(1/19) A randomized, double-blind comparative trial evaluating the safety of liposomal amphotericin B versus amphotericin B lipid complex in the empirical treatment of febrile neutropenia. L Amph/ABLC Collaborative Study Group.
In this double-blind study to compare safety of 2 lipid formulations of amphotericin B, neutropenic patients with unresolved fever after 3 days of antibacterial therapy were randomized (1:1:1) to receive amphotericin B lipid complex (ABLC) at a dose of 5 mg/kg/d (n=78), liposomal amphotericin B (L Amph) at a dose of 3 mg/kg/d (n=85), or L Amph at a dose of 5 mg/kg/d (n=81). L Amph (3 mg/kg/d and 5 mg/kg/d) had lower rates of fever (23.5% and 19.8% vs. 57.7% on day 1; P<.001), chills/rigors (18.8% and 23.5% vs. 79.5% on day 1; P<.001), nephrotoxicity (14.1% and 14.8% vs. 42.3%; P<.01), and toxicity-related discontinuations of therapy (12.9% and 12.3% vs. 32.1%; P=.004). After day 1, infusional reactions were less frequent with ABLC, but chills/rigors were still higher (21.0% and 24.3% vs. 50.7%; P<.001). Therapeutic success was similar in all 3 groups. (+info)
(2/19) Rituximab dose-escalation trial in chronic lymphocytic leukemia.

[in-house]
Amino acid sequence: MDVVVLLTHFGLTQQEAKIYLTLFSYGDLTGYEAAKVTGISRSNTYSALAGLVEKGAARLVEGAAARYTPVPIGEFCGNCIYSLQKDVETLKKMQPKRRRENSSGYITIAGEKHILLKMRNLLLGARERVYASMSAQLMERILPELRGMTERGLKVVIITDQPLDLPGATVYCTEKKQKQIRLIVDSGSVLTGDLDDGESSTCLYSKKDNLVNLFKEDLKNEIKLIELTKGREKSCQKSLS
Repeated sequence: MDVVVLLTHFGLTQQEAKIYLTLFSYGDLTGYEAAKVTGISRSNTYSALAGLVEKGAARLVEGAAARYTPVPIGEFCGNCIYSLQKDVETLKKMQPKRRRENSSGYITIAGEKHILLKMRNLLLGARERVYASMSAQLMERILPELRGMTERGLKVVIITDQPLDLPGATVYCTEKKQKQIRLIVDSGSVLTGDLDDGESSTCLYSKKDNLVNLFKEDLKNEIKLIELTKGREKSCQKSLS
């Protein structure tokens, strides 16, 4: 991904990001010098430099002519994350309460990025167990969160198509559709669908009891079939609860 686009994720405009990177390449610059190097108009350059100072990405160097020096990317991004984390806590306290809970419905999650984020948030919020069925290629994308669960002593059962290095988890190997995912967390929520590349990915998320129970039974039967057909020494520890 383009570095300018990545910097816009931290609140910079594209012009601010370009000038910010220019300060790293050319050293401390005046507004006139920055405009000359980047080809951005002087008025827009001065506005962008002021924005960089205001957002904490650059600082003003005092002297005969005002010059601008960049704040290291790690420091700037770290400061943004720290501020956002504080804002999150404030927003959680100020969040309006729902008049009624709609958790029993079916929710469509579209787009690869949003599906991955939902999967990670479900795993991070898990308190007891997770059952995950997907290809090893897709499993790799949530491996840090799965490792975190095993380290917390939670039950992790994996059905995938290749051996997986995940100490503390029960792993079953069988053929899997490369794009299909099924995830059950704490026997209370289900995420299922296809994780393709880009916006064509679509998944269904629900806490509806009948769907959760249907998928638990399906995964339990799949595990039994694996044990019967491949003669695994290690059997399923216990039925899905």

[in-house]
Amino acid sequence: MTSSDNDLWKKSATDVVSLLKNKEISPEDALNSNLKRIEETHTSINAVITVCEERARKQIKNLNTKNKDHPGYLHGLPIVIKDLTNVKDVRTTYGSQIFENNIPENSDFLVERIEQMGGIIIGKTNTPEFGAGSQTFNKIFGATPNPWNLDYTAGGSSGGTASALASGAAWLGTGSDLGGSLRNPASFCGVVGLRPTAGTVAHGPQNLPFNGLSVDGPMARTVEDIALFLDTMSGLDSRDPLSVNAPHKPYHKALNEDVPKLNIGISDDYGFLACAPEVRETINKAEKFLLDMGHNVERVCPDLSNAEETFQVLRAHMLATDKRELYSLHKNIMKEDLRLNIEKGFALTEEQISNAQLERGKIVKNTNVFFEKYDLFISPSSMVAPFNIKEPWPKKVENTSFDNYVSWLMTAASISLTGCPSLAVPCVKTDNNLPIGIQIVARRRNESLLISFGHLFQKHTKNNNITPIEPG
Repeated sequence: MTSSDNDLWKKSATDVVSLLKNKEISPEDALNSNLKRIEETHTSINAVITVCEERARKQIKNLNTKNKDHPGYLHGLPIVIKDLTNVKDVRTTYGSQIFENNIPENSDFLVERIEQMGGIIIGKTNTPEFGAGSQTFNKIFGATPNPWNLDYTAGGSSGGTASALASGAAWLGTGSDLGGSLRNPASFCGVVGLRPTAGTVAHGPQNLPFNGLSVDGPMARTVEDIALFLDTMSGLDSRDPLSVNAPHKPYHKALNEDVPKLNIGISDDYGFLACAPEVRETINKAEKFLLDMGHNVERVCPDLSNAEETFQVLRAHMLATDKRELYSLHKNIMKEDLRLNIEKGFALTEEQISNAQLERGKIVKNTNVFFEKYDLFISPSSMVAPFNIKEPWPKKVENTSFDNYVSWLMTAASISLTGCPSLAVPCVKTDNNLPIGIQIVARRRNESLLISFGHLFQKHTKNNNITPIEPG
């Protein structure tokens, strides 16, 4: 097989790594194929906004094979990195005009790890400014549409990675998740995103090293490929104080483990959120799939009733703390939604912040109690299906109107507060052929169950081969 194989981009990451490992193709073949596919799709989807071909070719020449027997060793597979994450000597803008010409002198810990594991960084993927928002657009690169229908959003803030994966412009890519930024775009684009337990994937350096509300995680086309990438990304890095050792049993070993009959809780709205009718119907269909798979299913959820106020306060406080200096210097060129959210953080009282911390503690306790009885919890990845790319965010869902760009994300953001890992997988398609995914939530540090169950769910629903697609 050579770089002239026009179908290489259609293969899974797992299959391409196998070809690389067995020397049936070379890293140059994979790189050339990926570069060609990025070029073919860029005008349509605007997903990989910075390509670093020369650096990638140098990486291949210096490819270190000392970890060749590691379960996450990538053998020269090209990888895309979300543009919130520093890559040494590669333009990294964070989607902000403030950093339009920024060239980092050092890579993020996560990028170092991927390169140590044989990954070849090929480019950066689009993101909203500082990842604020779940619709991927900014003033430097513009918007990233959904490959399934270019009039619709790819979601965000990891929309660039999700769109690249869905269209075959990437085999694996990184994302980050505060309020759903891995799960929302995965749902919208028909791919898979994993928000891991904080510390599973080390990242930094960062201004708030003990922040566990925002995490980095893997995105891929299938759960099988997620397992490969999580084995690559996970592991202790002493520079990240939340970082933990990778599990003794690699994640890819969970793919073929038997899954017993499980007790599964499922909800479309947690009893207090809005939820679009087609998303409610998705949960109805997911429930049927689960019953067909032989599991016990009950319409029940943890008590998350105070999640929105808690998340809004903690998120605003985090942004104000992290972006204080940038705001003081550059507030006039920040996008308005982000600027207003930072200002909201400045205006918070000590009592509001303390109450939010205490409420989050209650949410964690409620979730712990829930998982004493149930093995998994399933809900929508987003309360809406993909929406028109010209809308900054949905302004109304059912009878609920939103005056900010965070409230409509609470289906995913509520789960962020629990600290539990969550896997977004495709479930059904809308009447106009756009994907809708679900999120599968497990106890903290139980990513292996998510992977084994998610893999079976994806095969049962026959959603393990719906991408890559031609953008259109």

PURPOSE: To conduct a dose-escalation trial of rituximab in patients with chronic lymphocytic leukemia (CLL) to define the maximum-tolerated dose (MTD), to evaluate first-dose reactions in patients with high circulating lymphocyte counts, and to assess the efficacy at higher versus lower doses. PATIENTS AND METHODS: Fifty patients with CLL (n = 40) or other mature B-cell lymphoid leukemias (n = 10) were treated with four weekly infusions of rituximab. The first dose was 375 mg/m(2) for all patients; dose- escalation began with dose 2 but was held constant for each patient. Escalated doses were from 500 to 2,250 mg/m(2). RESULTS: Toxicity with the first dose (375 mg/m(2)) was noted in 94% of patients but was grade 1 or 2 in most, predominantly fever and chills. Six patients (12%) experienced severe toxicity with the first dose, including fever, chills, dyspnea, and hypoxia in all six patients, hypotension in five, and hypertension in one. Toxicity on subsequent doses was minimal until a dose of 2,250 mg/m(2) was achieved. Eight (67%) of 12 patients had grade 2 toxicity, including fever, chills, nausea, and malaise, although no patient had grade 3 or 4 toxicity. Severe toxicity with the first dose was significantly more common in patients with other B-cell leukemias, occurring in five (50%) of 10 patients versus one (2%) of 40 patients with CLL (P <.001). The overall response rate was 40%; all responses in patients with CLL were partial remissions. Response rates were 36% in CLL and 60% in other B-cell lymphoid leukemias. Response was correlated with dose: 22% for patients treated at 500 to 825 mg/m(2), 43% for those treated at 1,000 to 1,500 mg/m(2), and 75% for those treated at the highest dose of 2,250 mg/m(2) (P =.007). The median time to disease progression was 8 months. Myelosuppression and infections were uncommon. CONCLUSION: Rituximab has significant activity in patients with CLL at the higher dose levels. Severe first-dose reactions were uncommon in patients with CLL, even with high circulating lymphocyte counts, but were frequent in patients with other mature B-cell leukemias in which CD20 surface expression is increased. Efficacy of rituximab was also significant in this group of patients. (+info)